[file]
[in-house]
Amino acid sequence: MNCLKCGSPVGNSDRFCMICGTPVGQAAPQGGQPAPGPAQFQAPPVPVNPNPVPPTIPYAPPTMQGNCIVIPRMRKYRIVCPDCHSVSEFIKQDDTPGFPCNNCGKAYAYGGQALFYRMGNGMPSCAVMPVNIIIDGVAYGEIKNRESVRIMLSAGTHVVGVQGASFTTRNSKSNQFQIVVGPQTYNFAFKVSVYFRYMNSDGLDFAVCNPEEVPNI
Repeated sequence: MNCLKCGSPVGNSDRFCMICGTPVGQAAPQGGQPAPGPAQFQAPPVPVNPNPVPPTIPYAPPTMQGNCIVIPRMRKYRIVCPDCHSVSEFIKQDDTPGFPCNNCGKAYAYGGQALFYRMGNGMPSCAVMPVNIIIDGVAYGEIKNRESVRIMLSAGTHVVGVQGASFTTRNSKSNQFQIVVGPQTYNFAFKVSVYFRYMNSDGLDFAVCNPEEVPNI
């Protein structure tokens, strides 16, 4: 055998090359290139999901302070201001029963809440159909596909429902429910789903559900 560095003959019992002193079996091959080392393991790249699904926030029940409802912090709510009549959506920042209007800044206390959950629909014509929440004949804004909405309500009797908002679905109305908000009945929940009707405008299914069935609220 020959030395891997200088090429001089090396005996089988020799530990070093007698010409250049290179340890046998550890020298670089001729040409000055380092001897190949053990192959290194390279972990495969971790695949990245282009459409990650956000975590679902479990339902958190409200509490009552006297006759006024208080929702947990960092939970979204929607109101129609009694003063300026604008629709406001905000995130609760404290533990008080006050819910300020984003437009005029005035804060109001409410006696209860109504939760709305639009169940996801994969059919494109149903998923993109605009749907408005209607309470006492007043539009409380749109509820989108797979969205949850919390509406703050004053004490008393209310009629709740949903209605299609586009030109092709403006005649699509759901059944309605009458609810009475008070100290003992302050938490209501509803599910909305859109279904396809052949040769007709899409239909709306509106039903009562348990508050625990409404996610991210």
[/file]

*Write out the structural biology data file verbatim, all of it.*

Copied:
[in-house]
Amino acid sequence: MNCLKCGSPVGNSDRFCMICGTPVGQAAPQGGQPAPGPAQFQAPPVPVNPNPVPPTIPYAPPTMQGNCIVIPRMRKYRIVCPDCHSVSEFIKQDDTPGFPCNNCGKAYAYGGQALFYRMGNGMPSCAVMPVNIIIDGVAYGEIKNRESVRIMLSAGTHVVGVQGASFTTRNSKSNQFQIVVGPQTYNFAFKVSVYFRYMNSDGLDFAVCNPEEVPNI
Repeated sequence: MNCLKCGSPVGNSDRFCMICGTPVGQAAPQGGQPAPGPAQFQAPPVPVNPNPVPPTIPYAPPTMQGNCIVIPRMRKYRIVCPDCHSVSEFIKQDDTPGFPCNNCGKAYAYGGQALFYRMGNGMPSCAVMPVNIIIDGVAYGEIKNRESVRIMLSAGTHVVGVQGASFTTRNSKSNQFQIVVGPQTYNFAFKVSVYFRYMNSDGLDFAVCNPEEVPNI
């Protein structure tokens, strides 16, 4: 055998090359290139999901302070201001029963809440159909596909429902429910789903559900 560095003959019992002193079996091959080392393991790249699904926030029940409802912090709510009549959506920042209007800044206390959950629909014509929440004949804004909405309500009797908002679905109305908000009945929940009707405008299914069935609220 020959030395891997200088090429001089090396005996089988020799530990070093007698010409250049290179340890046998550890020298670089001729040409000055380092001897190949053990192959290194390279972990495969971790695949990245282009459409990650956000975590679902479990339902958190409200509490009552006297006759006024208080929702947990960092939970979204929607109101129609009694003063300026604008629709406001905000995130609760404290533990008080006050819910300020984003437009005029005035804060109001409410006696209860109504939760709305639009169940996801994969059919494109149903998923993109605009749907408005209607309470006492007043539009409380749109509820989108797979969205949850919390509406703050004053004490008393209310009629709740949903209605299609586009030109092709403006005649699509759901059944309605009458609810009475008070100290003992302050938490209501509803599910909305859109279904396809052949040769007709899409239909709306509106039903009562348990508050625990409404996610991210």